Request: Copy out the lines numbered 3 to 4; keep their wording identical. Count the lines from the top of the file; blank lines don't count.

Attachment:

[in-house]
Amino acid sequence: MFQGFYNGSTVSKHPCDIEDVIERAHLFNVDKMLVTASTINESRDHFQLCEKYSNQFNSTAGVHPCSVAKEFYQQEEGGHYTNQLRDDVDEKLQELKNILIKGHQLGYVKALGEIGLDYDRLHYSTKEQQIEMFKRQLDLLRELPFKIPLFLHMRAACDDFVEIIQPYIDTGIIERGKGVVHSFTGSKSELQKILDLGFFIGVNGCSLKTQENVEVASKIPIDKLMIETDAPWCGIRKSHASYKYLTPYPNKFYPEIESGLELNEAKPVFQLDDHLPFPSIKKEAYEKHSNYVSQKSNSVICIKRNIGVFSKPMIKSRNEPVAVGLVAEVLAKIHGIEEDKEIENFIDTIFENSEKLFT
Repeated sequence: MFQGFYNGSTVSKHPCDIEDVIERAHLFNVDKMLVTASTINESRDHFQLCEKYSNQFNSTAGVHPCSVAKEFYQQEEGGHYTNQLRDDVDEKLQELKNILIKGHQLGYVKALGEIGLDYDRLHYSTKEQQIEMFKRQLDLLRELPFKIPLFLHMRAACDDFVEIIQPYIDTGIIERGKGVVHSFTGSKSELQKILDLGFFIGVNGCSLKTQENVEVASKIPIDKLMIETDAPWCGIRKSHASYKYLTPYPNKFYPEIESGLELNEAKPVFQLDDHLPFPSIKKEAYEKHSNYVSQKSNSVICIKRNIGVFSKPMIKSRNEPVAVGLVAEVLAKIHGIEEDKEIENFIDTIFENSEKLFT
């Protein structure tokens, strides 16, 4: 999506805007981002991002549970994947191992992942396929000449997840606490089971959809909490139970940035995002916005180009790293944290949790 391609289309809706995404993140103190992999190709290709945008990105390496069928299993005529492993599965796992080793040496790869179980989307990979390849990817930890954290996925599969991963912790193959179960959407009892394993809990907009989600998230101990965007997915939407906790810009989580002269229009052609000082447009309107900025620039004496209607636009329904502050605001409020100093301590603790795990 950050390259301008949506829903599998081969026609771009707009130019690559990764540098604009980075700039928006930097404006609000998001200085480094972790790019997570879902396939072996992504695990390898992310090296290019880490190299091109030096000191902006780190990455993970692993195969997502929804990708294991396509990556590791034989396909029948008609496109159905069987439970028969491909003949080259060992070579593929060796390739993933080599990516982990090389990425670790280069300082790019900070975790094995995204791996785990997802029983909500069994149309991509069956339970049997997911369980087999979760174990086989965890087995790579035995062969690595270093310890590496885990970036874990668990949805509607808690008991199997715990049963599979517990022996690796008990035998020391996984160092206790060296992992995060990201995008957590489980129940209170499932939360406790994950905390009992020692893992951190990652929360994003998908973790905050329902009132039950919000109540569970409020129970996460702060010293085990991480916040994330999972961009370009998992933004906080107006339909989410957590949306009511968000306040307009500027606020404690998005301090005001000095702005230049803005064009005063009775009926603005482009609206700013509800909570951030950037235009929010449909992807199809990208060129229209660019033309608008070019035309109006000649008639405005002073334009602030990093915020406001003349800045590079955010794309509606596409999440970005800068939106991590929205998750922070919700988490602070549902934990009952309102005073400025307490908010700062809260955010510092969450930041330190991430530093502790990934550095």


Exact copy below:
Repeated sequence: MFQGFYNGSTVSKHPCDIEDVIERAHLFNVDKMLVTASTINESRDHFQLCEKYSNQFNSTAGVHPCSVAKEFYQQEEGGHYTNQLRDDVDEKLQELKNILIKGHQLGYVKALGEIGLDYDRLHYSTKEQQIEMFKRQLDLLRELPFKIPLFLHMRAACDDFVEIIQPYIDTGIIERGKGVVHSFTGSKSELQKILDLGFFIGVNGCSLKTQENVEVASKIPIDKLMIETDAPWCGIRKSHASYKYLTPYPNKFYPEIESGLELNEAKPVFQLDDHLPFPSIKKEAYEKHSNYVSQKSNSVICIKRNIGVFSKPMIKSRNEPVAVGLVAEVLAKIHGIEEDKEIENFIDTIFENSEKLFT
């Protein structure tokens, strides 16, 4: 999506805007981002991002549970994947191992992942396929000449997840606490089971959809909490139970940035995002916005180009790293944290949790 391609289309809706995404993140103190992999190709290709945008990105390496069928299993005529492993599965796992080793040496790869179980989307990979390849990817930890954290996925599969991963912790193959179960959407009892394993809990907009989600998230101990965007997915939407906790810009989580002269229009052609000082447009309107900025620039004496209607636009329904502050605001409020100093301590603790795990 950050390259301008949506829903599998081969026609771009707009130019690559990764540098604009980075700039928006930097404006609000998001200085480094972790790019997570879902396939072996992504695990390898992310090296290019880490190299091109030096000191902006780190990455993970692993195969997502929804990708294991396509990556590791034989396909029948008609496109159905069987439970028969491909003949080259060992070579593929060796390739993933080599990516982990090389990425670790280069300082790019900070975790094995995204791996785990997802029983909500069994149309991509069956339970049997997911369980087999979760174990086989965890087995790579035995062969690595270093310890590496885990970036874990668990949805509607808690008991199997715990049963599979517990022996690796008990035998020391996984160092206790060296992992995060990201995008957590489980129940209170499932939360406790994950905390009992020692893992951190990652929360994003998908973790905050329902009132039950919000109540569970409020129970996460702060010293085990991480916040994330999972961009370009998992933004906080107006339909989410957590949306009511968000306040307009500027606020404690998005301090005001000095702005230049803005064009005063009775009926603005482009609206700013509800909570951030950037235009929010449909992807199809990208060129229209660019033309608008070019035309109006000649008639405005002073334009602030990093915020406001003349800045590079955010794309509606596409999440970005800068939106991590929205998750922070919700988490602070549902934990009952309102005073400025307490908010700062809260955010510092969450930041330190991430530093502790990934550095």